Working in some of the planet’s most extreme and dangerous environments, anti-poaching rangers do one of the toughest jobs in the world.
These brave men and women work tirelessly day and night in often hostile conditions to protect wildlife on the conservation frontline.
Many wildlife rangers have died in the line of duty, killed by poachers or distressed animals, as they fight to protect vulnerable wildlife. According to current global statistics, two rangers lose their lives at work every week.
What do wildlife rangers do?
- Carry out anti-poaching patrols.
- Locate and remove wildlife snares.
- Collect vital data on endangered species and habitats.
- Respond to reports of wildlife crime and gather intelligence.
The role of ranger is vital if we are to win the war on wildlife crime. Without rangers there would be no hope for critically endangered species like elephants, rhinos and tigers.
Yet the illegal trade in wildlife continues to grow and poachers are often heavily armed and highly organised. Rangers are fighting a war on wildlife crime and sadly in the last ten years 1,000 rangers have died doing their jobs.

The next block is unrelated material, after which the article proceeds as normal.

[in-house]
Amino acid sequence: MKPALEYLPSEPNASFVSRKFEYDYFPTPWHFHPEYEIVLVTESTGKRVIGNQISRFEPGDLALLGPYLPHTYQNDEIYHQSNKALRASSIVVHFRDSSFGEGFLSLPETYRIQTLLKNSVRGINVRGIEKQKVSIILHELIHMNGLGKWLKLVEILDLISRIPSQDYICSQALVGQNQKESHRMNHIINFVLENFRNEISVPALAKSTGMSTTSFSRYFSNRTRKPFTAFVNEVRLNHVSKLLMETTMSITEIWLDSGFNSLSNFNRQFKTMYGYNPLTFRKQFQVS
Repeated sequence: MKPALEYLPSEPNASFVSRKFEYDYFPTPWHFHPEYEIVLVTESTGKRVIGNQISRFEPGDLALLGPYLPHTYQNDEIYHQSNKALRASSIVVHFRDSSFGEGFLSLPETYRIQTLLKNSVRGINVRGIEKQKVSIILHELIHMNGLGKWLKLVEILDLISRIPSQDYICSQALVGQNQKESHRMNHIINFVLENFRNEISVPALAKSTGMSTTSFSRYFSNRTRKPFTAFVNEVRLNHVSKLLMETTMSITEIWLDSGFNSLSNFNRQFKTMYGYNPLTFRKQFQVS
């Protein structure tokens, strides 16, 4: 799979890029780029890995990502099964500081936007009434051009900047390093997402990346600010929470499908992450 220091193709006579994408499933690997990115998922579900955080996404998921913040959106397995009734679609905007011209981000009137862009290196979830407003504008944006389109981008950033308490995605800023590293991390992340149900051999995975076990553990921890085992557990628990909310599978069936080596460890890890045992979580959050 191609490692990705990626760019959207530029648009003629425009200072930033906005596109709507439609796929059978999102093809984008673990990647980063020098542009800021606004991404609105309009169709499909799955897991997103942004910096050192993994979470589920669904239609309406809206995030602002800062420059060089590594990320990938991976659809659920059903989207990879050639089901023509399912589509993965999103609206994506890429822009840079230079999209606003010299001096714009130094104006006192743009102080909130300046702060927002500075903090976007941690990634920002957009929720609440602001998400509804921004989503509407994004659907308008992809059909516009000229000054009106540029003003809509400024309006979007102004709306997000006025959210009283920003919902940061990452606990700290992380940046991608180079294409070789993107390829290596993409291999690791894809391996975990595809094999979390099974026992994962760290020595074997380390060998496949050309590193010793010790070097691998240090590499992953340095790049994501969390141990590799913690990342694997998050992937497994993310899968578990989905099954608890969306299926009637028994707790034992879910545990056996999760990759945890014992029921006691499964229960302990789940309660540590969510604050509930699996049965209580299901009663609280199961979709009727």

“We can’t sit back and take no action and let them fight alone”
DSWF’s Head of Programmes and Policy Georgina Lamb
DSWF Working to Support Wildlife Rangers
The David Shepherd Wildlife Foundation (DSWF) helps support rangers across Africa and Asia – from the mountains of Mongolia, to the forests of Russia and Thailand and the wild plains of Africa. We directly fund projects that support rangers in their daily roles, helping to ensure they get the vital field equipment and expert training they need.
Wildlife Rangers in Africa:
The David Shepherd Wildlife Foundation has been supporting rangers in Africa for over thirty years. From the Kafue National Park in Zambia, to the deserts of Namibia, DSWF has always acknowledged the vital role that these selfless individuals play in conserving Africa’s most endangered species.
Wildlife Rangers in Asia:
DSWF’s support of Rangers in Asia spreads from the Russian Far East to the Dong Phayanyen-Khao Yai Forest Complex in Thailand. Their tireless efforts are a testament to the success of our funded projects.
Mr Mbao, Special Anti-Poaching Unit Commander, Zambia:
“Rangers must protect wildlife, for social, economic and spiritual benefits, as well as for sustainable development. Without wildlife, there would be little hope.”
Read more Wildlife Rangers: In Their Words
How to Help Wildlife Rangers